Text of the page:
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The Race by Nina Allan

The Race (2014)

by Nina Allan

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This novel comes in four sections, all of which interlink, giving the viewpoint of each of the four main characters. These sections are all powerfully written, and a harrowing tale emerges. Unfortunately, the world-building is a mess as an alternate reality is in play here, where geography is re-written, along with SFnal elements, like feral whales and alien contact attempts. All it needs is a gunfight for a straight flush of genres... ( )
1 vote AlanPoulter | Oct 15, 2015 |
Four intertwined stories build to a compelling fragmented novel. Nina Allen is superb at world-building, creating a richly detailed dystopian timeline with extraordinary economy. I love her precisely beautiful writing. ( )
  Bernadette877 | Sep 23, 2015 |
This will be a very unusual review. Talking about the order of the novel or about the way it is split in parts will ruin it for anyone that wants to read it after that. If you are not planning to or you are still interested, Strange Horizons published a wonderful review that I agree with completely (and that does not happen too often) so you can read it. Instead of that, my review will be more about feelings and what I think about the book - with very little exact details and with no spoilers.

Somewhere in a version of Earth that had been through a war that we do not recognize, a young woman is telling the story of her family and of the smartdogs - the hounds that are not just hounds - and their handlers. The world sounds familiar and somewhat off - as if someone had taken the Earth as we know it and just changed a few things. As this is pretty common in SF, I was ready to accept that this is where Nina Allan was going and I actually enjoyed that story a lot. And then it changed. And grew. And changed again. Every next bit of the story was clarifying the previous one, making the reader's assumptions invalid and changing the story without invalidating the previous bit or making it impossible or lighter or less important. And just when you think you are holding the threads of the story, the carpet get pulled from under you again and you need to reevaluate and reconsider everything you think you know.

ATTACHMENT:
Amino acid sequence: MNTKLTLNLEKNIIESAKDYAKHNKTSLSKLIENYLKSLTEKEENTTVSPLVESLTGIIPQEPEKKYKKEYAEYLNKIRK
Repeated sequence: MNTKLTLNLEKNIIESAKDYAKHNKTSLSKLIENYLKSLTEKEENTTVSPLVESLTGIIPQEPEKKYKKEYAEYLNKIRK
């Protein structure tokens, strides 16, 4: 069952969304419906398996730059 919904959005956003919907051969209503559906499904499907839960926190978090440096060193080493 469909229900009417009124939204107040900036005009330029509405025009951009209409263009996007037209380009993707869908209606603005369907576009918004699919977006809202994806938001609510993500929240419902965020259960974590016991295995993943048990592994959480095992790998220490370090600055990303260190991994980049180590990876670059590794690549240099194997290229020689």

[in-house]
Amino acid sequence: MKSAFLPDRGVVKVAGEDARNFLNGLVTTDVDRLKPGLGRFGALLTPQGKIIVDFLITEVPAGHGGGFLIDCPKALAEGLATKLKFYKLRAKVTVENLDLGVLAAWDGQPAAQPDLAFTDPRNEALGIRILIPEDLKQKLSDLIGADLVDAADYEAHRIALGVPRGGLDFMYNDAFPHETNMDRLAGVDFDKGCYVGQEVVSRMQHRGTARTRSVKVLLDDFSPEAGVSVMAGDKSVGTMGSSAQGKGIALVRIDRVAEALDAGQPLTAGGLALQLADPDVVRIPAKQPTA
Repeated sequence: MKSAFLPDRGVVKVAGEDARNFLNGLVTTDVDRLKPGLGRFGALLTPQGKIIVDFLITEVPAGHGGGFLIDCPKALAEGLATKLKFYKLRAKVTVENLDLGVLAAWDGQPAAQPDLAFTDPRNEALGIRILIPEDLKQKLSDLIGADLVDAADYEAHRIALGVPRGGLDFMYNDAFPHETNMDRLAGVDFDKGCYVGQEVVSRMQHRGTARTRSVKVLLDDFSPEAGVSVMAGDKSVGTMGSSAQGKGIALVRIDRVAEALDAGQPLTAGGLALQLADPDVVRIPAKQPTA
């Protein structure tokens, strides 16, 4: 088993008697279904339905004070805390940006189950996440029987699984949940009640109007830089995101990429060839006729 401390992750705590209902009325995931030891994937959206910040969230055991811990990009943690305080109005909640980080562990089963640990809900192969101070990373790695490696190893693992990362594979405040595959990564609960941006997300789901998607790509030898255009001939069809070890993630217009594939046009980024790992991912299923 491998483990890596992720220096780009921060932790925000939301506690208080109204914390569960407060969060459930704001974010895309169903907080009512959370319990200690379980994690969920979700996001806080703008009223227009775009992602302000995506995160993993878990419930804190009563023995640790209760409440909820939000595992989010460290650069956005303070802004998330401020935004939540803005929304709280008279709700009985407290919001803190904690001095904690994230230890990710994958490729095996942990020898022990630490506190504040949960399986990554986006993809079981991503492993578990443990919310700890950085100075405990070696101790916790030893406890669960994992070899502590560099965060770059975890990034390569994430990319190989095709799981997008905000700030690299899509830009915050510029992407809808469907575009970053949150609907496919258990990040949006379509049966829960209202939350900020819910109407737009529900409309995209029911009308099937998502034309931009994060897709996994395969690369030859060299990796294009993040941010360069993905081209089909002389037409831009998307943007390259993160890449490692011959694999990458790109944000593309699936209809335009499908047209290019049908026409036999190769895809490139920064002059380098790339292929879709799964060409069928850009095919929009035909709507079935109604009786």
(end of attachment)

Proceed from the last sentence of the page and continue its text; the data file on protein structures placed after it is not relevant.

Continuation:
In a way that story can be called mainstream but I doubt that the mainstream readers that shunt SF as if it is the plague will appreciate it and I suspect that they will dismiss it as a weak attempt at original thinking. In the same way the purists from the SF readers may dismiss it as a stupid story or worse. But it is none of those things - it is intricately built story that makes you work hard but without the literary pretensions of some other authors, a story that is so rooted into SF that even if there was no pure SF element, you would still put it there. A story about reality, language and family. A story about changes and perceptions.

A story that shows the ugly part of the human condition - Nina Allan is not afraid to use rape, possible murder, animal death and the disappearance of a child in the same story - and none of those is there for the shock factor - they are needed where they are and without them the story would not have worked - because they are part of what would drive the reality and the unreality. And the story becomes circular - a remark in part 3 will explain something in part 4, a remark in part 2 will make you understand part 1. And between the parts, the connection grows as you progress and new things keep getting added to a story you think you had already finished reading. It is a meta story inside of a meta story without really being a meta story (and that sentence does not make much sense until you read the book and I cannot explain it better without spoilers).

One of the best novels I had read this year so far - and in a year where I read quite a few good ones, that says a lot. But if you decide to read it, do not stop in the middle - just finish the story. Without the end the middle and the start make no sense; without the middle, the end and the beginning remain orphans. ( )
  AnnieMod | Mar 8, 2015 |
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The present day and an alternate future merge as a child is kidnapped, a writer reaches into the past to discover the truth about a possible murder, and a young woman prepares for her mysterious future.

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